Retail Theft up 33%
Theft from shops increased by a third last year and incidents of violence and abuse against shop staff doubled, research from the British Retail Consortium (BRC) has revealed.
The BRC’s 2009 Retail Crime Survey found that there were 498,405 thefts from shops – almost one every minute, creating a total cost to retail businesses of £1.1billion. This represents a 10% increase on 2008.
However, according to the BRC, the true figure could be far higher as two-thirds of crimes against retailers are never reported.
“Many shop owners do not have confidence in the police and are not bothering to report crimes.”
said BRC director general, Stephen Robertson.
“It’s shocking that a shop theft happens almost every minute, 24 hours a day. The increase in retail crime during the recession can’t be justified as a move from ‘greed’ to ‘need’. The police and criminal justice system must take retail theft more seriously.”
“There’s been some progress but, with a fifth of retailers saying they don’t report crime because they have no confidence in the police and two-thirds of shop thefts going unreported, it’s not enough.”
A BRC spokesman added:
“There needs to be more effective engagement between police and local shops, as well as policing plans that include small retailers’ own experiences of business crime. Tougher sentencing and more consistent use of fixed penalty notices between police forces is also needed to deter thieves.”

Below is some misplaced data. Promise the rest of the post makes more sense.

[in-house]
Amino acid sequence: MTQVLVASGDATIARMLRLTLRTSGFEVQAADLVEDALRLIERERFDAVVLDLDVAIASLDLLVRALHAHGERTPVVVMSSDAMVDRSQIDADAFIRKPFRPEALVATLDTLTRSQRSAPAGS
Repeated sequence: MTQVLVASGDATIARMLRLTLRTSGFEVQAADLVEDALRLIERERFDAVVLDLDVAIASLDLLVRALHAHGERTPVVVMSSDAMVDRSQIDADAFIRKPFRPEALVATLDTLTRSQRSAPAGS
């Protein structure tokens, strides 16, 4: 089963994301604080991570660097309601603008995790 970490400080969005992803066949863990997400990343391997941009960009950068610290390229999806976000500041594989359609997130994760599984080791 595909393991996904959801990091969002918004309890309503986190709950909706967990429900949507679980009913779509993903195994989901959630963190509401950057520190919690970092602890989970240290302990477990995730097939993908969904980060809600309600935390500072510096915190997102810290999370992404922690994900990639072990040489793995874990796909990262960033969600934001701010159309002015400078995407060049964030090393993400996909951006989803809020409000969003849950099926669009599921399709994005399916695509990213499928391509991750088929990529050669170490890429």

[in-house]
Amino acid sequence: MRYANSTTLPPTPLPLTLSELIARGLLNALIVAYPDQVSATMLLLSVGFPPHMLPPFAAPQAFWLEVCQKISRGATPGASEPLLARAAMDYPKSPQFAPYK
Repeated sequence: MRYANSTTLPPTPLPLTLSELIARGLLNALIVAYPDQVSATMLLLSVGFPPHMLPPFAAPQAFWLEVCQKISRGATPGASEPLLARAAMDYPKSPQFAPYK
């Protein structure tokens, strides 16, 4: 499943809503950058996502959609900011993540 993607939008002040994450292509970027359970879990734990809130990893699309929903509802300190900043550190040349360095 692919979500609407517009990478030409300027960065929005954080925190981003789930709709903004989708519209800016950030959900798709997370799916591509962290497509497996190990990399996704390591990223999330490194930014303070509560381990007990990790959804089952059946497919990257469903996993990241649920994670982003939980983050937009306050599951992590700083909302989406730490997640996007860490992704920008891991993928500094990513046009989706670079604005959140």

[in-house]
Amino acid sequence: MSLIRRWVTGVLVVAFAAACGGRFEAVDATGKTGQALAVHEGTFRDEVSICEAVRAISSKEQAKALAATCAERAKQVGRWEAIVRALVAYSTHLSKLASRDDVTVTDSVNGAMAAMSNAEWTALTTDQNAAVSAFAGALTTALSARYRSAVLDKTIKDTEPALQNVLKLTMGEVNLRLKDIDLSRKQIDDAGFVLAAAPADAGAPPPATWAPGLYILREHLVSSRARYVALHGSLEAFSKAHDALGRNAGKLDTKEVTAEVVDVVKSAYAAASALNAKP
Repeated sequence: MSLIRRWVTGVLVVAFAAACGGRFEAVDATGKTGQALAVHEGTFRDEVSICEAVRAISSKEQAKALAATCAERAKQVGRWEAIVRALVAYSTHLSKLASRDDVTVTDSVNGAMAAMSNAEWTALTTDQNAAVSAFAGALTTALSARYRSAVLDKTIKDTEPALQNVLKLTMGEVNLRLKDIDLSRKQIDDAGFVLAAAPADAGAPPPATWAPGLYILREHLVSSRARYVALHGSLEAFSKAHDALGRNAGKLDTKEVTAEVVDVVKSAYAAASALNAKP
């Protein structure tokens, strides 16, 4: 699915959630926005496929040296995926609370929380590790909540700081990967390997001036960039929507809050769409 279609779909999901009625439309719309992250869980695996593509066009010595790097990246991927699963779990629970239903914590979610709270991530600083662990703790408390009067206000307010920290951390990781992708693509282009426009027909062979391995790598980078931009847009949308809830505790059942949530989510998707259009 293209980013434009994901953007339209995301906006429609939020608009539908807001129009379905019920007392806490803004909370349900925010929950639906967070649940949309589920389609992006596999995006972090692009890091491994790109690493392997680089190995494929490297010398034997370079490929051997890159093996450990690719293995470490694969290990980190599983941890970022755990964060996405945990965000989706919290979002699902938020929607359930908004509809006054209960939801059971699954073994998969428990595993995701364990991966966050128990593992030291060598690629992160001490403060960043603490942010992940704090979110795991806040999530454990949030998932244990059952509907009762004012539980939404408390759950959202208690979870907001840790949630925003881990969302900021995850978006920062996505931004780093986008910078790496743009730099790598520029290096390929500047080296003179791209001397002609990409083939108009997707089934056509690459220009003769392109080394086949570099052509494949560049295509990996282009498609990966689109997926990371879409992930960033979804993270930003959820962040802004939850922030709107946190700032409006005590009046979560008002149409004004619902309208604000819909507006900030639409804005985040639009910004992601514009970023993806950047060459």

“The improved economic conditions may reduce retail crime but, in the meantime, shop owners need to take precautionary steps to protect themselves. They should place high value items out of sight or away from doors, display ‘intention to prosecute shoplifters’ signs and install CCTV.”
Responding to the criticism, an Association of Chief Police Officers’ spokesman, Assistant Chief Constable Allyn Thomas, said that national police forces were committed to tackling retail crime and had been working with the Home Office over the past year to combat the problem.
“We have run a series of seminars with retailers to look at how best communities can work better together with police on this issue and are currently working on proposals to improve working relationships,” he said.